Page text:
I cannot fathom why he didn't do that 4 years and 11 months earlier.
Best I can tell, this is what happened:
- Frank Bennett asked the Harvard Law Review if he could use their name and their code (more or less) in his program (an entirely reasonable request, as far as I can tell).
- They said no.
- He incorporated the code anyway, but didn't use their name. (I was a bit thrown by this, but the last paragaph strongly implies it.)
- Over the next several years, he asked several more times, in various ways and with various reasonable arguments, and was consistently rebuffed.
- Finally, he said "fuck you, I do what I want" and changed the code he was already using to (accurately) incorporate the Bluebook name.
Am I close? Maybe this would make more sense if I was a lawyer, but as it is, parts of it seem awfully vague. I'm cheering for the guy, but is he gonna get thoroughly screwed for messing with powerful, unpleasant lawyers?
So they are sending lawyers after someone trying to work with a publication legally required to apply to the citation of law. Just proves that law is less like code and more like cancer, all it ever does is grow, transforming everything else into itself, ruining everything, and you can never get it out of an infested part until cutting out that part, and then some.
I think it's a little more nuanced than that; he has read the paper version of the book, which defines the referencing standard used in the majority of US courts. He has written some software to create references that are consistent with that referencing style. I don't think there's anything in particular that's controversial about that.
Where is turned weird was when he tried to read the online version of the book ( possibly an updated version? It wasn't clear) - in order to read the online version he would have had to agree to a large number of clauses which would disallow him from doing things like writing a book on citation styles, writing software implementing the bluebook style, referencing the bluebook by its title.
To be clear, he never agreed to those terms and therefore never read the online version. He spent some time trying to get the authors to be less onerous with the restrictions they put upon their readers, but to no avail.
In the end he decided to just go ahead without referencing the online version of the book, and just refer to the print versions he had available.
The link says he first approached Harvard in July 2011, which isn't quite 5 years ago (it's the overall citation project that is five years old). Also, as the linked text makes clear, it's not "the Harvard Bluebook": Harvard is one of three Universities who share ownership of the Bluebook.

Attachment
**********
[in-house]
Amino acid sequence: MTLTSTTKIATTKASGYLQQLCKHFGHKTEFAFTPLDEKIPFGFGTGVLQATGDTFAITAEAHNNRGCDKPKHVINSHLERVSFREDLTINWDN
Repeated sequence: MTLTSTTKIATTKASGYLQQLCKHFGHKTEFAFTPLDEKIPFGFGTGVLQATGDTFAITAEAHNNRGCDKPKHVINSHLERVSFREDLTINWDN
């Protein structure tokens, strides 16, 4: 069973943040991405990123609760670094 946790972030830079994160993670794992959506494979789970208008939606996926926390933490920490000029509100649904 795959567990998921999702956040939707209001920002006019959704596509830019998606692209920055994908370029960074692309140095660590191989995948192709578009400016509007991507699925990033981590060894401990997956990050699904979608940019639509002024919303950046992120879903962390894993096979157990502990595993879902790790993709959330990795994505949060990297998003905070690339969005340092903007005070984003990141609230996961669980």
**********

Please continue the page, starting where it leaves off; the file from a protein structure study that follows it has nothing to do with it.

I'm sure I'll be chastised by someone saying this is just a blog and that such details s accuracy and whatnot are irrelevant, though, despite Mr. Doctorow's bio clearly identifying him as a journalist.
(the hyperlink in the end of the quote doesn't work)
In case anyone is wandering in here who doesn't know the Bluebook, it's essentially a style manual for law review article citations. Courts generally have their own style for citation of common sources, such as cases, statutes, and law review articles, but may require Bluebook style for unusual sources. As a lawyer who drafts appellate court dispositions, I consult it once or twice a year, and basically never see a citation from a party that would require it.
The people who do need to consult the Bluebook regularly are law students and law professors. This could be a big deal for them. However, this is more of a "tyrany of the textbook publishers" issue than a "paying for the law issue."
By the way, if anyone needs to know how to do citations for Illinois courts, I offer you this (pdf): it's the courts' internal style manual, so it has information that a party won't need, but it will tell you how to cite authority. It will also send you to the Bluebook occasionally. However, the actual rules for brief don't require you to follow that format; anything clear and consistent will be fine.
The "code" part you have entirely wrong. The Bluebook provides a set of rules on how citations should look. These consist of examples, some guidelines, and a list of abbreviations to use. Frank then wrote code so that Zotero (or, to be precise, his fork of Zotero, called MLZ) could automatically generate these citations (given the right input data). Such implementations are commonplace in every other academic discipline but law. The other big style manuals - APA, MLA, Citing Medicine, Chicago Manual of Style - all have their citation styles implemented in Zotero as well as many similar programs (Endnote, Mendeley, RefWorks, and Bib(La)TeX are some of the better known ones).
Moreover, outside the US, legal style manuals have been eager to see their styles automated and made available. Frank didn't just receive permission, but active support from editors of the OSCOLA manual (the most prominent manual for legal citations in the UK) as well as the McGill for legal citations, one of the most important Canadian legal style manuals. So the law reviews' claims here are really quite extraordinary.
IANAL, but it does strike me at noteworthy that it is not possible to copyright recipes in the US: And I do think that a citation style is just that - a recipe.
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